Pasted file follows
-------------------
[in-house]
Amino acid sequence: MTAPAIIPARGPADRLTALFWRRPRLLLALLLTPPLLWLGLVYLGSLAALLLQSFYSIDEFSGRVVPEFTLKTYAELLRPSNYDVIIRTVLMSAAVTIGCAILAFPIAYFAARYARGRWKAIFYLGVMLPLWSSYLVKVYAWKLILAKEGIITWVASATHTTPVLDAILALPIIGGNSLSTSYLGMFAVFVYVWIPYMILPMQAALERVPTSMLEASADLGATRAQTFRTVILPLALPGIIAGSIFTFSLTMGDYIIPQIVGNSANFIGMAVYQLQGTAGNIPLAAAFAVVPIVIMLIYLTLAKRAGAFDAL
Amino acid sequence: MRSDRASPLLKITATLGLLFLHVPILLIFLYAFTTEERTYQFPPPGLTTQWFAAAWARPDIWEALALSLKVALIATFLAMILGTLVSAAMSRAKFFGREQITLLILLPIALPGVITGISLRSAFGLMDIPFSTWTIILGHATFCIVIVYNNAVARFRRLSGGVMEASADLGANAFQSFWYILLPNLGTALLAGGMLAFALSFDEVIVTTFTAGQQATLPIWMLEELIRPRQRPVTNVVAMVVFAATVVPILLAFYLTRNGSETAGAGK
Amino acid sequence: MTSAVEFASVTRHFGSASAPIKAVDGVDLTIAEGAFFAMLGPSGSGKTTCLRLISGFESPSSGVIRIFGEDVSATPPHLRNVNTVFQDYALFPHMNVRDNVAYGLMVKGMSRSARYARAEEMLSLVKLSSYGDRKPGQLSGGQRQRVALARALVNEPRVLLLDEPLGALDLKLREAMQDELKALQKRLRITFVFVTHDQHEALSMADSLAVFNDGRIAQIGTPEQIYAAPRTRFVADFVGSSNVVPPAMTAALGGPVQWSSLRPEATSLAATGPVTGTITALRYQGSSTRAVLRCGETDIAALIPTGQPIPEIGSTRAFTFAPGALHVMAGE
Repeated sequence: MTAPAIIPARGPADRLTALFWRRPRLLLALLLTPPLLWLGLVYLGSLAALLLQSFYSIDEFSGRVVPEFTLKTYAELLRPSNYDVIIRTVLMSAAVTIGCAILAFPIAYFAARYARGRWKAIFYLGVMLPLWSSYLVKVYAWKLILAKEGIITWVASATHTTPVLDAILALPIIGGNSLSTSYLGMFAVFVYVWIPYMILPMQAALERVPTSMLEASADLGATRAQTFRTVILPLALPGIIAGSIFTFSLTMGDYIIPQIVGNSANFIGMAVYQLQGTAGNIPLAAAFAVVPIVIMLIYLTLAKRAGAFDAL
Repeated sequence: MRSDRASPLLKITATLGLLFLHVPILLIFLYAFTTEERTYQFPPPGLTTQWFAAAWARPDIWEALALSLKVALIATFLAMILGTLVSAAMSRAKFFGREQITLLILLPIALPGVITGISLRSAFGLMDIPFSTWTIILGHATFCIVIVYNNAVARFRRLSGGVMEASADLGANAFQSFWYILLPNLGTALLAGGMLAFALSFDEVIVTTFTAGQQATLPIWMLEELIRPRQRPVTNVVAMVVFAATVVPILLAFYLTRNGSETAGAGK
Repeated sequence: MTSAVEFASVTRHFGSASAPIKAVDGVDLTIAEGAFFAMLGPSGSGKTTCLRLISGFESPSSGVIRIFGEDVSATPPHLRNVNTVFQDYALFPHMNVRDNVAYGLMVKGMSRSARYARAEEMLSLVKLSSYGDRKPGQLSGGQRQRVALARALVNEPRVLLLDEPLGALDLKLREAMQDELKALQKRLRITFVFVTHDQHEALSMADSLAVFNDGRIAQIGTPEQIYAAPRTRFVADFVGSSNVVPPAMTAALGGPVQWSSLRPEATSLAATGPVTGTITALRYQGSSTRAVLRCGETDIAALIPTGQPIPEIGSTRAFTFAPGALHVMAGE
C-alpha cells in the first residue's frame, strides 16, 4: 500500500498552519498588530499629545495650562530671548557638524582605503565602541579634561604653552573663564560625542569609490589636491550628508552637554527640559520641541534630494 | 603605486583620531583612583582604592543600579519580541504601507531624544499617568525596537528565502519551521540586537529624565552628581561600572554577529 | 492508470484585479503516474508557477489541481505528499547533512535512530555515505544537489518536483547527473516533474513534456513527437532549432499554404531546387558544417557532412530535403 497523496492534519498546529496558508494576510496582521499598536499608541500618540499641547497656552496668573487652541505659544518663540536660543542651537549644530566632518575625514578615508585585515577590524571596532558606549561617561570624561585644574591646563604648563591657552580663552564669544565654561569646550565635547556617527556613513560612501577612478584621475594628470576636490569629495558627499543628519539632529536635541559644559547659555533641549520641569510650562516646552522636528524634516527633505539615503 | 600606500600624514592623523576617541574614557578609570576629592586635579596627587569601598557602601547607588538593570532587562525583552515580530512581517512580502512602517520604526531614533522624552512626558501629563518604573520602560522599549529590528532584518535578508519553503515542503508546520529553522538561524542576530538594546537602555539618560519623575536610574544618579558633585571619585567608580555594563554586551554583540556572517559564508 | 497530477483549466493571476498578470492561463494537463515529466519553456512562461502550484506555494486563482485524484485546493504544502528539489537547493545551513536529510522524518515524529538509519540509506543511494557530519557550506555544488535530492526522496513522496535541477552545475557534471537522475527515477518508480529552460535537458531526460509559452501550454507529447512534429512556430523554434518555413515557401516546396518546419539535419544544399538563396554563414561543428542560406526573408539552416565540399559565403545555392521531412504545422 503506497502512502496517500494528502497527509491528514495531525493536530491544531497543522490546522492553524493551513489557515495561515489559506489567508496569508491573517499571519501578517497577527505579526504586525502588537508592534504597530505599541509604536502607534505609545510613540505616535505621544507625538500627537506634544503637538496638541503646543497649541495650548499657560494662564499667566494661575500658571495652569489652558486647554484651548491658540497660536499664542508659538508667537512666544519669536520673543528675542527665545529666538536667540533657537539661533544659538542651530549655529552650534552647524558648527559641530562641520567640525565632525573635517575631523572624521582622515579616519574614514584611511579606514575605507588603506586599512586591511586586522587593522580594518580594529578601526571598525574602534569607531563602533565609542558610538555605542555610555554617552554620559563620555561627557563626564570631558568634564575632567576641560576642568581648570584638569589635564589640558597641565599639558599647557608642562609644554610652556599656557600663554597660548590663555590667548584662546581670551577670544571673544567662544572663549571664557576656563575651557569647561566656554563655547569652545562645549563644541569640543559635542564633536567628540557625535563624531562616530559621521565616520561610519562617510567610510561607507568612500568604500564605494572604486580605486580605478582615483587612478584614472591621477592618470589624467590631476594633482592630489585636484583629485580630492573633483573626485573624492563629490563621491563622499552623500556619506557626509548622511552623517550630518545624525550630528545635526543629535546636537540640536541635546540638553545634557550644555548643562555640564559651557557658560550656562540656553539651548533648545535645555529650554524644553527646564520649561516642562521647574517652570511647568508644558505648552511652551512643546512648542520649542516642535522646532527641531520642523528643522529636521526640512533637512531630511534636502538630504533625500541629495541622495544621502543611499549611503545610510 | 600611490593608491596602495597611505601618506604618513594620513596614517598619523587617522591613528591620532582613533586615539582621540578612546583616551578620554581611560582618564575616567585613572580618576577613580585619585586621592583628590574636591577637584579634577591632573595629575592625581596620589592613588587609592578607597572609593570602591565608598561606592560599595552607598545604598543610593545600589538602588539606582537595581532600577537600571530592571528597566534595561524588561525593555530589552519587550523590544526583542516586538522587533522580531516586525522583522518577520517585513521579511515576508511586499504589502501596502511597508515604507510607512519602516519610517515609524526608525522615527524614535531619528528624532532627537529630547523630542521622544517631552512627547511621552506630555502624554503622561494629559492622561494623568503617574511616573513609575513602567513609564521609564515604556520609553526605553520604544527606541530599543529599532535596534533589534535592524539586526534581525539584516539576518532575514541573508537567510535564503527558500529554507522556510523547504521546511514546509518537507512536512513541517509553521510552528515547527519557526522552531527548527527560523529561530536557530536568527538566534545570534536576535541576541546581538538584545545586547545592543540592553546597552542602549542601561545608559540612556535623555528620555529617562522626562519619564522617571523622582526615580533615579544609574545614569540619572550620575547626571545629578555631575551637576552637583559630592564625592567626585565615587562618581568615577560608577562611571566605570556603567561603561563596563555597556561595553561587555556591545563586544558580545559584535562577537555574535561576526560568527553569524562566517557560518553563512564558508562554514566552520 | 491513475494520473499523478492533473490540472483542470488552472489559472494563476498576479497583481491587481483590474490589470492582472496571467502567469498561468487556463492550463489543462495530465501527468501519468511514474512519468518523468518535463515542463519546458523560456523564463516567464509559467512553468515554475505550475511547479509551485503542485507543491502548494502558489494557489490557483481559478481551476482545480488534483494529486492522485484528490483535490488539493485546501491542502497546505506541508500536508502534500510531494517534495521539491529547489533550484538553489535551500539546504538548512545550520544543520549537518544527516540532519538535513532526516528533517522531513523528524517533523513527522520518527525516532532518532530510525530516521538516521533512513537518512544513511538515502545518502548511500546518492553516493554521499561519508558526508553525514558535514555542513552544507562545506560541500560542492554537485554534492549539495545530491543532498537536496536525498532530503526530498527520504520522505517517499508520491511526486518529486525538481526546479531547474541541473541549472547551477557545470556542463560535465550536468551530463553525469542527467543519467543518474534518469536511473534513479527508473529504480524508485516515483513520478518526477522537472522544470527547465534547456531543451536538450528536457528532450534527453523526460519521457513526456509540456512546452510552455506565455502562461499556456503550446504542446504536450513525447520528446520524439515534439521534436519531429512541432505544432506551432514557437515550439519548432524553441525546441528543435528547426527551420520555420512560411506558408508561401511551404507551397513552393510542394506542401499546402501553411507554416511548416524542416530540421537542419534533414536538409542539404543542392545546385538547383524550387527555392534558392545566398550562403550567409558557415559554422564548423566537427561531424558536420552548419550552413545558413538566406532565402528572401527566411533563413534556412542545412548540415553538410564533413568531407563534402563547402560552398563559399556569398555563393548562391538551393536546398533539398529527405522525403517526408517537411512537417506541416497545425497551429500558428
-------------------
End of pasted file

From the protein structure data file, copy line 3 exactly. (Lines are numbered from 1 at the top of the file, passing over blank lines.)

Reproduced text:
Amino acid sequence: MRSDRASPLLKITATLGLLFLHVPILLIFLYAFTTEERTYQFPPPGLTTQWFAAAWARPDIWEALALSLKVALIATFLAMILGTLVSAAMSRAKFFGREQITLLILLPIALPGVITGISLRSAFGLMDIPFSTWTIILGHATFCIVIVYNNAVARFRRLSGGVMEASADLGANAFQSFWYILLPNLGTALLAGGMLAFALSFDEVIVTTFTAGQQATLPIWMLEELIRPRQRPVTNVVAMVVFAATVVPILLAFYLTRNGSETAGAGK